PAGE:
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September 2011 Techline

Posted in How To: Tech Qa on September 1, 2011
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Wants To Build S-Blazer for Sand
I have a ’93 S-10 Blazer two-wheel drive. I’m going to tear it down and make it into a weekend play toy for Glamis dunes and medium-difficulty trail riding (no hardcore rockcrawling). I know what you’re thinking—sell it and buy a four-wheel drive. That doesn’t apply here, as I am going to do a solid axle front and change the transmission from the 4L60-E to a Turbo 350 with a manual valvebody (better for the sand).

My questions are: Would a Dana 44 be strong enough—I don’t plan on running anything bigger than a 35-inch tire—and which application would be best? I don’t necessarily want a D44 out of a fullsize truck because of how wide it will stick out, but Jeep versions have the pumpkin on the wrong side. If I do get a Jeep Dana 44, what transfer case can I bolt to the 350 to make it work out?

Do you think the stock rear 10-bolt would hold up to spinning paddle tires, or should I just upgrade to a 9-inch and not spend money on the locker for the 10-bolt? I won’t be doing any jumping in the dunes like a Trophy Truck, but I want to build it right as I’m on a tight budget and want to do as much as I can with junkyard parts.
Bruno Michel
Mesa, AZ

You might start by taking a look at Sky Manufacturing’s website ( as they have a hanger kit for the front leaf springs that will make it a lot easier.

If you have not yet decided what transfer case to use, it doesn’t make a bit of difference which side the pumpkin is on. You can pick a t-case accordingly to match. Nothing is going to directly bolt to your 350 trans without some sort of adapter. The Dana 300 or even a Dana 20 are passenger-side front outputs and would work just fine. The 4x4 versions of the S-10 used either a NP207 or a NP235. Maybe the easiest conversion would be to find a trans/transfer case combination already mated together. These have a driver’s side front output shaft.

Tires at 35 inches would be perfect, and limiting your tire size means you can keep the suspension/body height to a minimum which will make a better handling machine, especially in the sand. In reality, I would probably use a tire closer to 33 inches as you can set the truck even a bit lower without tire/fender interference.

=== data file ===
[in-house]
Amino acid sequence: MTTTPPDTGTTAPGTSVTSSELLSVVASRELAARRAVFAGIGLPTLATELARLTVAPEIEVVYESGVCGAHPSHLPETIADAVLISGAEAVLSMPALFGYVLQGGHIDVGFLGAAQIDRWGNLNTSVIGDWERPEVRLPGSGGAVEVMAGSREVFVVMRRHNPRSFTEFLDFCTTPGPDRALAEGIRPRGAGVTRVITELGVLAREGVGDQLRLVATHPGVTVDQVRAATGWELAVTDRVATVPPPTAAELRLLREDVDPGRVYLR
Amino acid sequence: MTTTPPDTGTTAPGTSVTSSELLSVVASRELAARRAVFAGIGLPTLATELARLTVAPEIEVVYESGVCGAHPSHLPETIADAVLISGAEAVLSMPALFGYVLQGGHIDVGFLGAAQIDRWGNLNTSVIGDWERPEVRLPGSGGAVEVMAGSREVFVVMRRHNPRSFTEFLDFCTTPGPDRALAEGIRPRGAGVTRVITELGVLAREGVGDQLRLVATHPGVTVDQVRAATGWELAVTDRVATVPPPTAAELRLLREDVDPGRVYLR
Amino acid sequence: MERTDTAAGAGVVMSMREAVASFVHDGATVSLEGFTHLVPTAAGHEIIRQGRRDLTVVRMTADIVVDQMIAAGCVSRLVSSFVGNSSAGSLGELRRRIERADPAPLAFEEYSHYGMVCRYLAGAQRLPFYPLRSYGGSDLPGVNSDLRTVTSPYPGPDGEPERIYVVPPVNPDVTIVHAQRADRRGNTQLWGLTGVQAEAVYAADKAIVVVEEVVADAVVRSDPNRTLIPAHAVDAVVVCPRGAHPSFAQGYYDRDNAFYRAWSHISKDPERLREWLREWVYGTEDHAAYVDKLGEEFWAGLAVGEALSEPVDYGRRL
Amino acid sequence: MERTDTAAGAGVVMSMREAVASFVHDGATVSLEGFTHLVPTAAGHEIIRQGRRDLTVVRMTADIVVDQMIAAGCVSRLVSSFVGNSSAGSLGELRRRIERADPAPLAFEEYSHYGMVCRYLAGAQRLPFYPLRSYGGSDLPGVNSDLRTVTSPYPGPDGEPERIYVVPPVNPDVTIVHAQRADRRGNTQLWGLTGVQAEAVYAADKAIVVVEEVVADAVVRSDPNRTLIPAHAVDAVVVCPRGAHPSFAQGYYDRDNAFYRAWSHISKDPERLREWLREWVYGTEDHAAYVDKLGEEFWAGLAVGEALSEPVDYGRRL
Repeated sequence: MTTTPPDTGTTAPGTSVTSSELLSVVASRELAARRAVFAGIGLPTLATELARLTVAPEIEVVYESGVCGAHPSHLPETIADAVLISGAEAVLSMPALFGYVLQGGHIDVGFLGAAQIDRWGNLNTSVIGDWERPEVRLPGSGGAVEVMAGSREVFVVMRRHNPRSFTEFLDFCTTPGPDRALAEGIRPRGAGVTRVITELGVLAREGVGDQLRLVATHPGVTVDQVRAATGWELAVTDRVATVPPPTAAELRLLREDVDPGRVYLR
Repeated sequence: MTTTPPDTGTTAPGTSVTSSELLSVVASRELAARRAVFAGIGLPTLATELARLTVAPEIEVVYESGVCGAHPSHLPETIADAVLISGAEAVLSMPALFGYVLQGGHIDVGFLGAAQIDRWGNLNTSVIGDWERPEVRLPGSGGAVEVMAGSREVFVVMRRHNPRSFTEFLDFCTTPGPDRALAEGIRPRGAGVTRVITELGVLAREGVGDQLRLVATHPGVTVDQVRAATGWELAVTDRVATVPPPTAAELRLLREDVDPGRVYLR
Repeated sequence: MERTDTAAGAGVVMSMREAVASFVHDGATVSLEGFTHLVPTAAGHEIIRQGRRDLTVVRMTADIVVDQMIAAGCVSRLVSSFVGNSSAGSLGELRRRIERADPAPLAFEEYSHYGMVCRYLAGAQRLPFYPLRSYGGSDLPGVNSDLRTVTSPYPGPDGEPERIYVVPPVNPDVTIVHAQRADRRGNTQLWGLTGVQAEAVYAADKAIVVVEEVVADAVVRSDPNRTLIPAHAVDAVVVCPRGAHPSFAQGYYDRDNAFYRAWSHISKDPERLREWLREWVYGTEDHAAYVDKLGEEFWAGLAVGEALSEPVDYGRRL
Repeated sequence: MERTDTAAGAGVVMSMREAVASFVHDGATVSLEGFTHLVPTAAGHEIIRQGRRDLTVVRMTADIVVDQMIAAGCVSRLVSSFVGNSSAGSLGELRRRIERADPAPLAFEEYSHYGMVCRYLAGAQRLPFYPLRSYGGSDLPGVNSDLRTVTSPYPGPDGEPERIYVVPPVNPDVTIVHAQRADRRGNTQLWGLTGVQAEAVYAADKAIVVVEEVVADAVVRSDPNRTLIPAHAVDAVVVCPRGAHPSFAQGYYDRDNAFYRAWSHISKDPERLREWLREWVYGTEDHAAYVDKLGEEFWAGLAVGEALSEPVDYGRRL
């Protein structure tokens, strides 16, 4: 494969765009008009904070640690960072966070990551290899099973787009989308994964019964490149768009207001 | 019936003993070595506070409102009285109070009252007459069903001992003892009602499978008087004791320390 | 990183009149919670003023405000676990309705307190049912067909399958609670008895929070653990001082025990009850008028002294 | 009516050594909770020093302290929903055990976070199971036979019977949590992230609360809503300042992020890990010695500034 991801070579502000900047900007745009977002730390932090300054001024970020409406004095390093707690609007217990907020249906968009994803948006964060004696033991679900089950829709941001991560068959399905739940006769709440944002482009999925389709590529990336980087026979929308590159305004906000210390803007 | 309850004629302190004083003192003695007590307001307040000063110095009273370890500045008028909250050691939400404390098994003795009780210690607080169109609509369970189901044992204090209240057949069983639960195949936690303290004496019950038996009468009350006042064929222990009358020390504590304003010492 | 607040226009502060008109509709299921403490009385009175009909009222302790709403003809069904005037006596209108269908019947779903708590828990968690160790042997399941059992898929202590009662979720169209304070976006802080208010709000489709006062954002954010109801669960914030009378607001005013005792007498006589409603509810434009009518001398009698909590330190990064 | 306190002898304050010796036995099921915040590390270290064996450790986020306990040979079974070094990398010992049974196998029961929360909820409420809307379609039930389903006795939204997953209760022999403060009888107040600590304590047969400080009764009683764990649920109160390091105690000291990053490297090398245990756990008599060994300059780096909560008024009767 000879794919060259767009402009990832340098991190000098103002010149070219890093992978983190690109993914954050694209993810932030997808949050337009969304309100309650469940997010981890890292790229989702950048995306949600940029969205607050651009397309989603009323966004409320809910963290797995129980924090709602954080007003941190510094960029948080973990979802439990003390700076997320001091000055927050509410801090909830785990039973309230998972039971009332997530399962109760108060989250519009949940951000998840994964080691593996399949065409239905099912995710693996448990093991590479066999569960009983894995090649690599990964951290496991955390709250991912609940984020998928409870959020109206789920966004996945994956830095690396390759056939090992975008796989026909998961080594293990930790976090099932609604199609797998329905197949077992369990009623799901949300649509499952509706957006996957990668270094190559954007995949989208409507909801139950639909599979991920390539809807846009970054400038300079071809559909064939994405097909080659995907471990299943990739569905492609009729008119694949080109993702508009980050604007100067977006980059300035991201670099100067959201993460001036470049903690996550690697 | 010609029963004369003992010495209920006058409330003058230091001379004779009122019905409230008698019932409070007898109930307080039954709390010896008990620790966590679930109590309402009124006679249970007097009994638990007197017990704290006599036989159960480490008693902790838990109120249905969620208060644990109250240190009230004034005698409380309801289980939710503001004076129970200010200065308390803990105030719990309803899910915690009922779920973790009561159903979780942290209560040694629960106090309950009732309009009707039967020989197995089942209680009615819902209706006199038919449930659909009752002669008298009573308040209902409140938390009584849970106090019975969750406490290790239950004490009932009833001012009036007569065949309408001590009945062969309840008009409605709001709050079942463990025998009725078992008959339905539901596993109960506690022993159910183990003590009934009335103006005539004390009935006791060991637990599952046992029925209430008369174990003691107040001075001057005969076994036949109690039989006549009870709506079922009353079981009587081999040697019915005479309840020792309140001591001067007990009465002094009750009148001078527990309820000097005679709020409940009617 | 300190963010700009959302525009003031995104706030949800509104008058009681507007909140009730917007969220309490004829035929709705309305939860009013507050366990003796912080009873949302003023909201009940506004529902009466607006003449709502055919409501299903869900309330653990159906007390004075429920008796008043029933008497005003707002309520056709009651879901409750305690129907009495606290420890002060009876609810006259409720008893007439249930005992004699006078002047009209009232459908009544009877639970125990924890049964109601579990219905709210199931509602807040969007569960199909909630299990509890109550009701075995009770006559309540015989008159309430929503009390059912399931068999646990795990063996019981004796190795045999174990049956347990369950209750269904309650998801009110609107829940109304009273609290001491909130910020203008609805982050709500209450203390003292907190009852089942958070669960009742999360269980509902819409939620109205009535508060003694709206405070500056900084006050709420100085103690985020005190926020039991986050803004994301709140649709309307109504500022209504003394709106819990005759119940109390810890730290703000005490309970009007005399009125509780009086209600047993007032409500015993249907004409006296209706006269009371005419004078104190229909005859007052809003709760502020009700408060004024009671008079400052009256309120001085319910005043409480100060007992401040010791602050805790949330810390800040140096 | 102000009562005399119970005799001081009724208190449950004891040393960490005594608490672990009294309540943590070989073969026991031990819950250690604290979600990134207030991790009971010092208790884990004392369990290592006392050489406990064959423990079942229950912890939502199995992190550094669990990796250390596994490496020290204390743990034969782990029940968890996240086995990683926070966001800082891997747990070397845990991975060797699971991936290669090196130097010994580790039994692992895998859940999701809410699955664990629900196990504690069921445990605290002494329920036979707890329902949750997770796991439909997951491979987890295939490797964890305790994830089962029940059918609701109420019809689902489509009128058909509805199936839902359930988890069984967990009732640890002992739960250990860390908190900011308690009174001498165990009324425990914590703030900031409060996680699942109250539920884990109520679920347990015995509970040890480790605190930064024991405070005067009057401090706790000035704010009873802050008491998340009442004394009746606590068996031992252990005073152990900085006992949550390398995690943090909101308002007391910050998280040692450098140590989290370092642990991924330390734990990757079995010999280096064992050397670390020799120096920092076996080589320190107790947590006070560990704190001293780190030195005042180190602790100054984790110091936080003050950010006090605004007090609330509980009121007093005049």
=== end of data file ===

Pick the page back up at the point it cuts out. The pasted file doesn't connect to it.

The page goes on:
A Dana 44 would work just fine and is plenty strong for your intended use. Most likely, it would be my choice. Look for one out of a ’73-or-later Jeep Wagoneer, as they are just about the right width but have a six-bolt wheel pattern. If you’re worried about strength, it can be improved with stronger alloy axleshafts and U-joints, but I don’t think that would be an issue.

If you’re easy on the throttle (and I assume keeping the V-6 engine), you just might be able to get away with a Jeep Cherokee Dana 30 front axle. They have a 5-on-41⁄2 wheel bolt pattern, so one end or the other will need to have an adapter added for matching front to rear wheels. I know quite a few people with 35-inch tires who run Dana 30s with a few upgrades, and they have no real problems with breakage. I would recommend going to a high-pinion design, as they are a bit stronger, and adding an axle truss to it. T&T Customs ( has one. You might even want to upgrade with a set of 44-size axles for insurance against breaking one of the smaller stockers.

Sand is pretty forgiving as far as breakage goes. I think that the 10-bolt would also work okay as long as you don’t get too crazy on the size of the paddle tires. A better choice would be a 12-bolt or Ford 9-inch, or even a Dana 44. Be sure to talk over your tire needs with one of the sand tire suppliers, and to get the right “cut.” I would think something like a 16.50 Padla Trak would be about all the tire you would need for the sand, and they are about 33 inches tall. Check out for more info.

As to running a locker either in the front or rear, for the sand I am not sure one in either end is necessary. If it is only a toy and doesn’t get driven on the street, consider a spool out back and leave the front open. I have put a lot of “sand time” in with vehicles with both open diffs and lockers, and both have their advantages as well as disadvantages.

Oh, and you might want to take a look at, as it appears to have a lot of interesting information on your truck.

One of the real tricks to dune running is keeping the vehicle light; so forego the heavy winch/bumper, and if you feel that you need a winch for trail running, make sure you can take it off for the sand.

Dual Heaters for Soft-Top Bronco?
I am running a soft top on a Bronco year-’round. I resealed the original heater box and replaced the air ducts, and it functions fine. I have been doing some research on auxiliary heaters, and have found articles and reviews about Heater Craft (Moab) and Mojave heaters from Flex-a-Lite. My intent is to have two heaters run in series, I guess. Will that cut output so much neither heater will function well?
Steve Paterson
Billings, MT